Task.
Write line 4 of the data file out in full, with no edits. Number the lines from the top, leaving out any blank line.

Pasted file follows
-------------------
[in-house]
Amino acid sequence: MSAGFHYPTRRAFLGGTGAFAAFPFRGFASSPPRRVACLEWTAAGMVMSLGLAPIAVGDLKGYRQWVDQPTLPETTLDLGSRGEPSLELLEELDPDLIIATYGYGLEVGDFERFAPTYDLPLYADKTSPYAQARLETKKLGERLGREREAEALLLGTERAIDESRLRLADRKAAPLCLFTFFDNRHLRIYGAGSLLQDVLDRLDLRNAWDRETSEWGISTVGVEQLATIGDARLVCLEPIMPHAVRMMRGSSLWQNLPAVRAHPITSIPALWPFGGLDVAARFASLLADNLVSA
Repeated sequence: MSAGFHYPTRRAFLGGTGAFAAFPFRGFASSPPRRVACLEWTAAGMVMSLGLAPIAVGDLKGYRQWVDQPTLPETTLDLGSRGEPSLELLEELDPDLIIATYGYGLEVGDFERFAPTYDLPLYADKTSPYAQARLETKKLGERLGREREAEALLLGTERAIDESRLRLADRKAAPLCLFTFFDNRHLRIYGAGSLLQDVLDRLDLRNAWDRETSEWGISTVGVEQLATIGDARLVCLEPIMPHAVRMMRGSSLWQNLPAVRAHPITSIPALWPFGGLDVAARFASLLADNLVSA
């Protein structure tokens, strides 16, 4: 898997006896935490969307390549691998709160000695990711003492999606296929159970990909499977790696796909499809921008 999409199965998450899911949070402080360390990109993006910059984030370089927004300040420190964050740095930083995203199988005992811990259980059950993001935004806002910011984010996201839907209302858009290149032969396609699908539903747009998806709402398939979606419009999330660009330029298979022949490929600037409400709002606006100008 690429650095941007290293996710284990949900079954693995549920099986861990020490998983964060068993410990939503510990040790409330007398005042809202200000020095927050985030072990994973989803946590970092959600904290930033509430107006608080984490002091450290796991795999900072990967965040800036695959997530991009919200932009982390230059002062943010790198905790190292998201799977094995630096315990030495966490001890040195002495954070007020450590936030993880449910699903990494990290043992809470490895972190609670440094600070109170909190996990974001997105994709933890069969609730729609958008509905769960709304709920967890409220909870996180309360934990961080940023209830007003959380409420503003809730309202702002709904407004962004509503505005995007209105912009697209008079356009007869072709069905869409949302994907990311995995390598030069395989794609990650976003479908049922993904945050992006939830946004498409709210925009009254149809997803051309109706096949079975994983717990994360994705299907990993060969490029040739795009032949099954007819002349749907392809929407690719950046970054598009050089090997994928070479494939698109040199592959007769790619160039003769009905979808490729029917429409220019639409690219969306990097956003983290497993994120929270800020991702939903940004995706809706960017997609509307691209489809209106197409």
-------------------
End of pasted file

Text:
């Protein structure tokens, strides 16, 4: 898997006896935490969307390549691998709160000695990711003492999606296929159970990909499977790696796909499809921008 999409199965998450899911949070402080360390990109993006910059984030370089927004300040420190964050740095930083995203199988005992811990259980059950993001935004806002910011984010996201839907209302858009290149032969396609699908539903747009998806709402398939979606419009999330660009330029298979022949490929600037409400709002606006100008 690429650095941007290293996710284990949900079954693995549920099986861990020490998983964060068993410990939503510990040790409330007398005042809202200000020095927050985030072990994973989803946590970092959600904290930033509430107006608080984490002091450290796991795999900072990967965040800036695959997530991009919200932009982390230059002062943010790198905790190292998201799977094995630096315990030495966490001890040195002495954070007020450590936030993880449910699903990494990290043992809470490895972190609670440094600070109170909190996990974001997105994709933890069969609730729609958008509905769960709304709920967890409220909870996180309360934990961080940023209830007003959380409420503003809730309202702002709904407004962004509503505005995007209105912009697209008079356009007869072709069905869409949302994907990311995995390598030069395989794609990650976003479908049922993904945050992006939830946004498409709210925009009254149809997803051309109706096949079975994983717990994360994705299907990993060969490029040739795009032949099954007819002349749907392809929407690719950046970054598009050089090997994928070479494939698109040199592959007769790619160039003769009905979808490729029917429409220019639409690219969306990097956003983290497993994120929270800020991702939903940004995706809706960017997609509307691209489809209106197409």